Authored by Marty Linsky on Wednesday, April 22, 2009 at 2:07 PM | 27 Comments
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Harder than I expected to stay focused on work while looking out over rolling farmland, gently ascending up to the town of Collevecchio here in the province of Lazio about an hour northeast of Rome.
But here I am, following the Red Sox and the Celtics, reading newspapers online, and trying to stay current and make connections, as if the world would stop if I did not know what was going on.
For example, in Tuesday’s Boston Globe, Paula D. Broadwell wrote an op-ed piece extolling General David Petraeus as the embodiment of someone practicing adaptive leadership. The piece is worth reading. (Full disclosure: Broadwell, a major in the US Army, is now a pre-doctoral Research Fellow at the Center for Public Leadership (CPL) at the Harvard Kennedy School (HKS). My colleague Ron Heifetz and I teach leadership at HKS, and Ron was the founding director of CPL. But we do not know her.)
Broadwell accurately identifies some of the core assumptions of adaptive leadership. The first is that leadership is about skills that can be learned by anyone.
The issue of whether leadership can be learned, or more precisely, whether it can be taught, is the subject of this week’s debate on the Washington Post’s On Leadership blog. The question was stimulated by the provocative piece that Thomas Ricks, the Post’s military correspondent, published on Sunday suggesting that the service academies be abolished.
Despite my making a living teaching and consulting on leadership, I am much more convinced that leadership can be learned than that it can be taught.
The resistance to that idea typically comes from two sometimes overlapping sources: (1) people who think they’ve “got it” and (2) people in positions of senior authority who fear loss of control and diminishing the deference of subordinates that they enjoy so much if there really were to be a culture of leadership throughout the organization, if leadership was the responsibility of everyone.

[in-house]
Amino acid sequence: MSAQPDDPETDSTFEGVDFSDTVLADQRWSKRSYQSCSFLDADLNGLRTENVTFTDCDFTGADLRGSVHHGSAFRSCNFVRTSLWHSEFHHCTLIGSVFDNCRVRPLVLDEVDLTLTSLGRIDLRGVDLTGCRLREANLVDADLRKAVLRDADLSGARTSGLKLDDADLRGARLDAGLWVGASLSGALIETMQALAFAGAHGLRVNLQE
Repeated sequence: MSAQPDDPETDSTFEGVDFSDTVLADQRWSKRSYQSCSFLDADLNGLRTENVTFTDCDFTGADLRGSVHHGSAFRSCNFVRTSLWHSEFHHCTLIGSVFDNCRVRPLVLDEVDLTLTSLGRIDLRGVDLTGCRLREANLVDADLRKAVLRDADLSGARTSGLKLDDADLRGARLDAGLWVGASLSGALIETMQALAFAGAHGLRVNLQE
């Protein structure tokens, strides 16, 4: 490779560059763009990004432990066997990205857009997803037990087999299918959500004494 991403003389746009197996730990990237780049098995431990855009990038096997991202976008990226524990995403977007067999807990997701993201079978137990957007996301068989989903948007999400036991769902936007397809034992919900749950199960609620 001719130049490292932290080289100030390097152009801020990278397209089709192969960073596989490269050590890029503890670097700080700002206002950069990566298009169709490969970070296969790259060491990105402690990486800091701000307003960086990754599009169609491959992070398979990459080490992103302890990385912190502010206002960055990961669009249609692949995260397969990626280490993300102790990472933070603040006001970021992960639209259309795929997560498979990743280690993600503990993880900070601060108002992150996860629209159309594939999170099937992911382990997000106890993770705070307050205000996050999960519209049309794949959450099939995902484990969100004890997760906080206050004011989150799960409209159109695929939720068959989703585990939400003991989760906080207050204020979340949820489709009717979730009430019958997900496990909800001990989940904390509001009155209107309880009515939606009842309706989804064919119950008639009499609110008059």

Broadwell’s second core idea from adaptive leadership that Petraeus embodies is that the capacity of organizations to adapt to new realities depends on whether the culture expects leadership throughout the organization, not just at the top.
Petraeus and many others in the military have realized that in a rapidly-changing situation, where people on the ground are constantly having to adapt to new and unanticipated external and internal realities, the creativity, judgment, and experimentation that are elements of leadership must be the province of everyone in the organization.
Petraeus and the military are not alone. Last weekend I spent some time with Lee Baca, the innovative elected Sheriff of Los Angeles County. Baca, too, believes in leadership throughout the organization and has run experiments that have challenged and shocked his colleagues in the law enforcement community. For example, Baca has developed a program offering gang members education as an alternative to incarceration. And instead of being sued by advocates for fairer treatment of people in jail, he has partnered with them. Take a look at his website. Everyone of the 14,500 people who work in his Department signs on to a value statement that begins, “As a leader in the Los Angeles County Sheriff’s Department…”. Not bad.
So, how is it in your organization, your family, your company, your non-profit, your community? where does the responsibility lie for leadership How prepared are your people with the skills necessary to adapt, to survive and thrive, in the face of accelerated pace of change and continuing uncertainty?
It will be interesting to see whether the challenge of coping with the current turmoil and foggy future will generate a similar commitment to adaptive and disseminated leadership in the private sector where, in my experience and observation, hierarchical responsibility for leadership usually still prevails.
This afternoon I go to Milan for meetings with senior corporate folks from Italian-based companies. I’ll let you know how it goes.